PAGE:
To put it lightly, food poisoning from Salmonella is an uncomfortable experience. After a few days, however, most people regain their strength and recover fully. At least that’s how it used to be. Now, food scientists at Cornell University have discovered that some Salmonella serotypes — variations of the bacterial species — can have a lasting effect and actually damage your DNA.
Published in the journal mBio, researchers Rachel Miller and Martin Wiedmann, examined multiple serotypes of Salmonella that encode for cytolethal distending toxin, or S-CDT, a virulence component for serotype Typhi – the cause of typhoid fever.
As it happens, the Salmonella serotypes known as Javiana, Montevideo, Oranienburg and Mississippi – common culprits in the foodborne illness world – also carry the genetic material that encodes S-CDT, the researchers found.
In human cells grown in the lab, Salmonella strains with S-CDT were also found to lead to hallmark signatures that indicate the presence of DNA damage. The ability to cause DNA damage may contribute to long-term disease consequences.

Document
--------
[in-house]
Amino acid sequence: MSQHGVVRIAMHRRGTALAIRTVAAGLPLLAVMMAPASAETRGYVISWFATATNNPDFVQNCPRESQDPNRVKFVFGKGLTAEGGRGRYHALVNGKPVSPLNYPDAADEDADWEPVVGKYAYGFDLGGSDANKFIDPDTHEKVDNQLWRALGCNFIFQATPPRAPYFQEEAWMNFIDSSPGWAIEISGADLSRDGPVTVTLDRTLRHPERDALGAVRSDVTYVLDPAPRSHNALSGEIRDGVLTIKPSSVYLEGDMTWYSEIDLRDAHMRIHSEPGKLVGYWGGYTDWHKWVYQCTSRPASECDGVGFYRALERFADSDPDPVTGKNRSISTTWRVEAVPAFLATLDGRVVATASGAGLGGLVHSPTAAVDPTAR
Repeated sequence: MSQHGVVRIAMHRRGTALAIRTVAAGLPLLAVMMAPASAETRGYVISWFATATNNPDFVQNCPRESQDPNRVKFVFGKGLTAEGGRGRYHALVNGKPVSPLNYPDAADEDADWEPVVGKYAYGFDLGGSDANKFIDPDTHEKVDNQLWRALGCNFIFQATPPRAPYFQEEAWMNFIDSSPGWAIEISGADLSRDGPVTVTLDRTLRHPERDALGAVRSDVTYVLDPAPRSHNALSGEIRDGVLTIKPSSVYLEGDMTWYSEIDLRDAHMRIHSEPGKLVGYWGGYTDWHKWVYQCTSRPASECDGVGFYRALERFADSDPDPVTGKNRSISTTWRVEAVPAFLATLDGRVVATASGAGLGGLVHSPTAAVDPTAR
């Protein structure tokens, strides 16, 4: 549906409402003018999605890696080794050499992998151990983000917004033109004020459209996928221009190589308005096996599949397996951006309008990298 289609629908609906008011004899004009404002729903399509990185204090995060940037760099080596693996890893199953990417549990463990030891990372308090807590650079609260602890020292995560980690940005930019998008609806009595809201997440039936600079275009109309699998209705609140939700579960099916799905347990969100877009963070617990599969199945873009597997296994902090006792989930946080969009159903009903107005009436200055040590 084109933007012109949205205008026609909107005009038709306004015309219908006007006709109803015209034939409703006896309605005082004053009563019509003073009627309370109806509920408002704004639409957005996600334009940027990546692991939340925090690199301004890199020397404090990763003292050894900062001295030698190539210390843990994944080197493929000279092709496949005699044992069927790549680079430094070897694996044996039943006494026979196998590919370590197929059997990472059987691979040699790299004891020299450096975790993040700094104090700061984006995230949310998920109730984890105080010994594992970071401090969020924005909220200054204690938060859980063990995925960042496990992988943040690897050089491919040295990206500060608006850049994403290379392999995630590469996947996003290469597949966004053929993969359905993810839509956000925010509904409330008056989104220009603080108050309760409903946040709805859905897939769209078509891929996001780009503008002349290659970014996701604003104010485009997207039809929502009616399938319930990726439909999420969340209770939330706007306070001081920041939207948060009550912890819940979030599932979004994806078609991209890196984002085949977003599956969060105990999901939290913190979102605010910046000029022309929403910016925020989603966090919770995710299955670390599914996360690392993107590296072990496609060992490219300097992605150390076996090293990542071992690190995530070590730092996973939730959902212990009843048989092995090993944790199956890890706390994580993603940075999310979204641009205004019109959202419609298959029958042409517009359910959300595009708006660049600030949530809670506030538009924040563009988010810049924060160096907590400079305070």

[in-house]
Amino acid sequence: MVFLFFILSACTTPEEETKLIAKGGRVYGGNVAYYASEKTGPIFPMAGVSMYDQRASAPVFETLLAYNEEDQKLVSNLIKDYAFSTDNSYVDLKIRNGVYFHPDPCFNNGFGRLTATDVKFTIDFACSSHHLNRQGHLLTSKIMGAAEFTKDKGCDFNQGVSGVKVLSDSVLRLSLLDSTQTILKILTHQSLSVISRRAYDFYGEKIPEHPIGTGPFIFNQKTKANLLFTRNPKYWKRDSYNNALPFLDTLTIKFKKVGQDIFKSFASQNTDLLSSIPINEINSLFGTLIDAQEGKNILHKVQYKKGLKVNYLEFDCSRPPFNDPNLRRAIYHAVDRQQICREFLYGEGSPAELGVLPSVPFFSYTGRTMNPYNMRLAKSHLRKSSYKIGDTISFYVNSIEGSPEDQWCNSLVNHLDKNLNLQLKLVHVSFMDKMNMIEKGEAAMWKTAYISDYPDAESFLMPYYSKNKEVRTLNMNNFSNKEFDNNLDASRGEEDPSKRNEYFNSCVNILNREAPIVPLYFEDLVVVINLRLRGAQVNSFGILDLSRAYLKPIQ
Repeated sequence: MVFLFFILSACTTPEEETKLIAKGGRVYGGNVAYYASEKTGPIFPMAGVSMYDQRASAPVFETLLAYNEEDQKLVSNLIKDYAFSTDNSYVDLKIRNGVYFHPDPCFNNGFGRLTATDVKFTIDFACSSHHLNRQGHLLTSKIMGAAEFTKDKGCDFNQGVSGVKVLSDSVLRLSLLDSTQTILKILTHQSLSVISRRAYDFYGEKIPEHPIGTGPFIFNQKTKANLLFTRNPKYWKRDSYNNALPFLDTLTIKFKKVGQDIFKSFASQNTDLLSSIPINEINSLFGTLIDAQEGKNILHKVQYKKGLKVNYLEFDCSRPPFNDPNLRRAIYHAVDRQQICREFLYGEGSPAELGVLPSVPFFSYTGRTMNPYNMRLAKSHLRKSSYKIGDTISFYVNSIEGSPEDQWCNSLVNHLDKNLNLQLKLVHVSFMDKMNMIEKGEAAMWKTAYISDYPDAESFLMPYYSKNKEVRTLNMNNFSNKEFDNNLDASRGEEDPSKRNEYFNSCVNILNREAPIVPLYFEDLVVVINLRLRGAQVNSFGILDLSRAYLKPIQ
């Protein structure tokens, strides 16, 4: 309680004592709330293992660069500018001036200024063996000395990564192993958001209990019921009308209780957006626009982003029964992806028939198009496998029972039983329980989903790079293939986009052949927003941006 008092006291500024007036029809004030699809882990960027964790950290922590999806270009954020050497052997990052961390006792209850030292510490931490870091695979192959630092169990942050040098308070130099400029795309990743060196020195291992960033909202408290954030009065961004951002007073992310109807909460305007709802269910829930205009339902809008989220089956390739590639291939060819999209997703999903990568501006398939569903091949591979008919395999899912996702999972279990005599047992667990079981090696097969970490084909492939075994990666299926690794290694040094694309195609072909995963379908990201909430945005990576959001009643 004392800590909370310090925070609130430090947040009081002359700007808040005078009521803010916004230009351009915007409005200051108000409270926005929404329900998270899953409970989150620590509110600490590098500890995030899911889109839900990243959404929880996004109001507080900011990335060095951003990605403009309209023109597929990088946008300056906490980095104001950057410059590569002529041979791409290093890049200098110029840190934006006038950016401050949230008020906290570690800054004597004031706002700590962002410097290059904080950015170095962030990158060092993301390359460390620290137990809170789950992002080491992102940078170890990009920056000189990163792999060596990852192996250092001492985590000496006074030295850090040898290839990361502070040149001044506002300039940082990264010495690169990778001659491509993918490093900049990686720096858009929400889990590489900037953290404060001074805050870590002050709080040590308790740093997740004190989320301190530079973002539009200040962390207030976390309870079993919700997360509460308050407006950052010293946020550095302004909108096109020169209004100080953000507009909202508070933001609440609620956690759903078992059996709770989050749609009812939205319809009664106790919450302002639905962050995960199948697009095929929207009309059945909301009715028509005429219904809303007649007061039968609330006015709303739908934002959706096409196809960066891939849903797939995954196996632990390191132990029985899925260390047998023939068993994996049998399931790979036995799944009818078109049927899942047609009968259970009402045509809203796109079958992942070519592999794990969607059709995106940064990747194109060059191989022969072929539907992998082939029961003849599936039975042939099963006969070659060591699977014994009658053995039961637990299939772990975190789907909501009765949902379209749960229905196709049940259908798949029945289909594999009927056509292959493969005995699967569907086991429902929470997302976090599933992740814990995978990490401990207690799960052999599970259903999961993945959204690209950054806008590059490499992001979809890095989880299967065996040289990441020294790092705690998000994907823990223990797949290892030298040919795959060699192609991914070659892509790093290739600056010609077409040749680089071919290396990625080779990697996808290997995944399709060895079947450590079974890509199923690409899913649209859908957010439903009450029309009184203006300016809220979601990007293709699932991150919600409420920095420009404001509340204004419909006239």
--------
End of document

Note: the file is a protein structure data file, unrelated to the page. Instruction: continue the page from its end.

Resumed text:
“Think about possible DNA damage this way: We apply sunscreen to keep the sun from damaging our skin. If you don’t apply sunscreen, you can get a sunburn – and possibly develop skin problems later in life,” Miller explained in a recent article.
“While not the sun, Salmonella bacteria may work in a similar way. The more you expose your body’s cells to DNA damage, the more DNA damage that needs to be repaired, and there may one day be a chance that the DNA damage is not correctly repaired. We don’t really know right now the true permanent damage from these Salmonella infections,” she said.
However, Wiedmann said that damaged DNA from Salmonella infection may result in a person suffering from long-term health consequences even after the infection subsides. An example of such long-term health impact is having longer bouts with foodborne illnesses.
According to the CDC, while there’s over 2,500 serotypes of Salmonella, fewer than 100 actually cause the majority of foodborne illnesses. But that’s not to be taken lightly, as Salmonella causes about 1.2 million non-typhoidal Salmonella illnesses and about 450 deaths annually in the U.S. alone.
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